When we talk about persons with disabilities in UNHCR, it’s not a medical conversation. The discussion around the challenges of persons of concern or colleagues with impairments, physical or mental, visible or invisible, is not a debate that runs in isolation from the diversity and inclusion debate. Disability inclusion is a rights issue and the onus is on us to change in the same way that our initiatives on gender equity or LGBTI rights demand cultural and behavioural change in our systems and workplaces. When someone with a physical impairment seeks to have safe access to a building or operation space, it is the organisation that risks leaving expertise at the doorstep. Where an organisation fails to make their modus operandi accessible, they turn impairments into disabilities; the environment excludes, not the impairment. The frontline of this challenge is where the discussion around disability is medicalised or siloed, it is where the vulnerability of those with impairments is emphasised at the expense of their agency and professionality, and it is where our misconceptions of disability inhibit us from ensuring equal opportunity and access to services.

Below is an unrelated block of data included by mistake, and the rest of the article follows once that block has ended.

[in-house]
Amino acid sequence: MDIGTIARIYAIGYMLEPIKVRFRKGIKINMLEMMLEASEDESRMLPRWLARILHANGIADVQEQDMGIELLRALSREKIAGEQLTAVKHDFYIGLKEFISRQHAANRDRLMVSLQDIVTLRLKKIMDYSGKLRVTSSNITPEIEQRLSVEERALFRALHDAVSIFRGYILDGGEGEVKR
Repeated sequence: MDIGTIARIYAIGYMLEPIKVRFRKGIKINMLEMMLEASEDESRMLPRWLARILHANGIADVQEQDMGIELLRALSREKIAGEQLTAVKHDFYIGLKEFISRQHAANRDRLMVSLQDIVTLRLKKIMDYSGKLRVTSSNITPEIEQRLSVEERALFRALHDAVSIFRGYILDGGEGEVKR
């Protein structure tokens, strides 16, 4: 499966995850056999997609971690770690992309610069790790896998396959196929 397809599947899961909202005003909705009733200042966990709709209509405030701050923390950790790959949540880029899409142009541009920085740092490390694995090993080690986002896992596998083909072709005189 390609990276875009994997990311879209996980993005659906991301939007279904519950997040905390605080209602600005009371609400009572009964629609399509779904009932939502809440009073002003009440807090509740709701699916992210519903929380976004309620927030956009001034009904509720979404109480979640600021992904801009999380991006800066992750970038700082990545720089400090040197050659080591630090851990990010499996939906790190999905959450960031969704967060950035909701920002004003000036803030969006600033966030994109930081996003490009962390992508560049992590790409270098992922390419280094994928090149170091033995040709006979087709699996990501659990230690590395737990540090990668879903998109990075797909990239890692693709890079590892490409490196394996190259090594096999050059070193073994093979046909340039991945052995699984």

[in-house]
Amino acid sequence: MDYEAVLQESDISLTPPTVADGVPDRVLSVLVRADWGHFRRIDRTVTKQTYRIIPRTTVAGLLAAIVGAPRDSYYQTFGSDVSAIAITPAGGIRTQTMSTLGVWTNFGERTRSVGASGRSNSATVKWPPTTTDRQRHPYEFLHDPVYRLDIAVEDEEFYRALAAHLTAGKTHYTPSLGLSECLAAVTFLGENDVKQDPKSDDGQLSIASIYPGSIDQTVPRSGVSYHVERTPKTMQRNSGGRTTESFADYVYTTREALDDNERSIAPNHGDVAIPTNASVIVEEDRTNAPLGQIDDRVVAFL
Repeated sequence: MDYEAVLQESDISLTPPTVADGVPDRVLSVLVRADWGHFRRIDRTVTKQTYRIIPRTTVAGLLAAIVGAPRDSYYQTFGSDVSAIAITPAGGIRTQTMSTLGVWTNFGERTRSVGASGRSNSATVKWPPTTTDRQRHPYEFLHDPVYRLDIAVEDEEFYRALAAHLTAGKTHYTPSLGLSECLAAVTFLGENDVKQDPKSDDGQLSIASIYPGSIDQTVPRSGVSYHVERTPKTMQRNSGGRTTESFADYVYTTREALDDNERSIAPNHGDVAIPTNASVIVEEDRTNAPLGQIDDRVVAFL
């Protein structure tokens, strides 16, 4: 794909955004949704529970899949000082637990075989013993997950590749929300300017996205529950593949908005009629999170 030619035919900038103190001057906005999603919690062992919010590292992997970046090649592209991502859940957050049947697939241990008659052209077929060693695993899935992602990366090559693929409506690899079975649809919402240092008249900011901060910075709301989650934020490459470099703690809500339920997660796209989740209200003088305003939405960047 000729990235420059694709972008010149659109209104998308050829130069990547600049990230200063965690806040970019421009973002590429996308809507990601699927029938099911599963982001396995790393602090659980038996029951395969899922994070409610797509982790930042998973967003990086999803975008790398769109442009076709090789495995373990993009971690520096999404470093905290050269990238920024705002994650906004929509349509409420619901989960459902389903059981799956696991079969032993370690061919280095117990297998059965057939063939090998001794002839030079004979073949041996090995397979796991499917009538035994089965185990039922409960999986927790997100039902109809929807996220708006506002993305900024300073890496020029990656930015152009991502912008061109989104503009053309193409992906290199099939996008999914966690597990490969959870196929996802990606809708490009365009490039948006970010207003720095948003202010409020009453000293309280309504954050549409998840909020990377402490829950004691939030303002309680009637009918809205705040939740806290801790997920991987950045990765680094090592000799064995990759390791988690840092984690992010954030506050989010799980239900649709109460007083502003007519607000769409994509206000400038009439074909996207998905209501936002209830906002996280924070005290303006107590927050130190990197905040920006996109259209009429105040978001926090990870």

It’s easy to get caught up in words when discussing disability. But we still need to have the conversation. Think about some guiding principles: it’s a rights issue, it’s an inclusion issue, vulnerability and exclusion are created by the environment, we are not overcoming the impairment, we are making the environment more accessible.
Consider these action points to reflect on your own behaviours in the workplace:
- Challenge your assumptions and biases about what it means to have a disability.
- Communicate with colleagues with disabilities about their accessibility challenges.
- Consider how the environment and communication can be more inclusive — from communication formats to reasonable accommodation provisions.
- Stay tuned for the launch of our interview with Kirsten Lange, Senior Disability Inclusion Officer to UNHCR and UNICEF, to learn more about this issue.
If we correct our attitudes and challenge our assumptions, we can work constructively to address the challenges of colleagues with disabilities without tripping over words, without losing out on the benefits to productivity and innovation that inclusion brings. Furthermore, having colleagues with disabilities at the table to define our challenges and design their solutions will ensure the inclusion of voices who have long considered innovative solutions to access-challenges, and whose experiences can inform attitudes and approaches that are respectful and informed.